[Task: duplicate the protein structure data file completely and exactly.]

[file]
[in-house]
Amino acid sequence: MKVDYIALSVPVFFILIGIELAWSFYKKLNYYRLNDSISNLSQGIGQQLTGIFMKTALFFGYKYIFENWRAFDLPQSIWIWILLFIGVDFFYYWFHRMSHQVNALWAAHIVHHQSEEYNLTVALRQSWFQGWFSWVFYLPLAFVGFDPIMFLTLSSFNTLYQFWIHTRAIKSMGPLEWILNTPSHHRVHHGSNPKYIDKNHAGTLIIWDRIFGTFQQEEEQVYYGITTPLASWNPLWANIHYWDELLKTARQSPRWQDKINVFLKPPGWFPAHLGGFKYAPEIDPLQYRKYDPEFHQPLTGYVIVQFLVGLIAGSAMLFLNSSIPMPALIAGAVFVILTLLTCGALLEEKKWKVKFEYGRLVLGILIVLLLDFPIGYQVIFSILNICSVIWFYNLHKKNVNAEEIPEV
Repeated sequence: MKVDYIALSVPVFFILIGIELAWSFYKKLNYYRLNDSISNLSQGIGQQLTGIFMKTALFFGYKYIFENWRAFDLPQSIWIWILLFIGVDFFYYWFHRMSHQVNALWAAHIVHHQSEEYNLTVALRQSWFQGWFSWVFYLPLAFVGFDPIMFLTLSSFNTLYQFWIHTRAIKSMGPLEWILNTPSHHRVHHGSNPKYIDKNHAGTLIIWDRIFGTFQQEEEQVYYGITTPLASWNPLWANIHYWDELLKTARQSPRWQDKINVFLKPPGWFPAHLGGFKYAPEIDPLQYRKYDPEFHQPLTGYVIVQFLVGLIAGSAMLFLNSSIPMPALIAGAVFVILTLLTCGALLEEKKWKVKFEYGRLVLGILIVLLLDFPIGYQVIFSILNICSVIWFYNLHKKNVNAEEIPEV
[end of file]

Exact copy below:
[in-house]
Amino acid sequence: MKVDYIALSVPVFFILIGIELAWSFYKKLNYYRLNDSISNLSQGIGQQLTGIFMKTALFFGYKYIFENWRAFDLPQSIWIWILLFIGVDFFYYWFHRMSHQVNALWAAHIVHHQSEEYNLTVALRQSWFQGWFSWVFYLPLAFVGFDPIMFLTLSSFNTLYQFWIHTRAIKSMGPLEWILNTPSHHRVHHGSNPKYIDKNHAGTLIIWDRIFGTFQQEEEQVYYGITTPLASWNPLWANIHYWDELLKTARQSPRWQDKINVFLKPPGWFPAHLGGFKYAPEIDPLQYRKYDPEFHQPLTGYVIVQFLVGLIAGSAMLFLNSSIPMPALIAGAVFVILTLLTCGALLEEKKWKVKFEYGRLVLGILIVLLLDFPIGYQVIFSILNICSVIWFYNLHKKNVNAEEIPEV
Repeated sequence: MKVDYIALSVPVFFILIGIELAWSFYKKLNYYRLNDSISNLSQGIGQQLTGIFMKTALFFGYKYIFENWRAFDLPQSIWIWILLFIGVDFFYYWFHRMSHQVNALWAAHIVHHQSEEYNLTVALRQSWFQGWFSWVFYLPLAFVGFDPIMFLTLSSFNTLYQFWIHTRAIKSMGPLEWILNTPSHHRVHHGSNPKYIDKNHAGTLIIWDRIFGTFQQEEEQVYYGITTPLASWNPLWANIHYWDELLKTARQSPRWQDKINVFLKPPGWFPAHLGGFKYAPEIDPLQYRKYDPEFHQPLTGYVIVQFLVGLIAGSAMLFLNSSIPMPALIAGAVFVILTLLTCGALLEEKKWKVKFEYGRLVLGILIVLLLDFPIGYQVIFSILNICSVIWFYNLHKKNVNAEEIPEV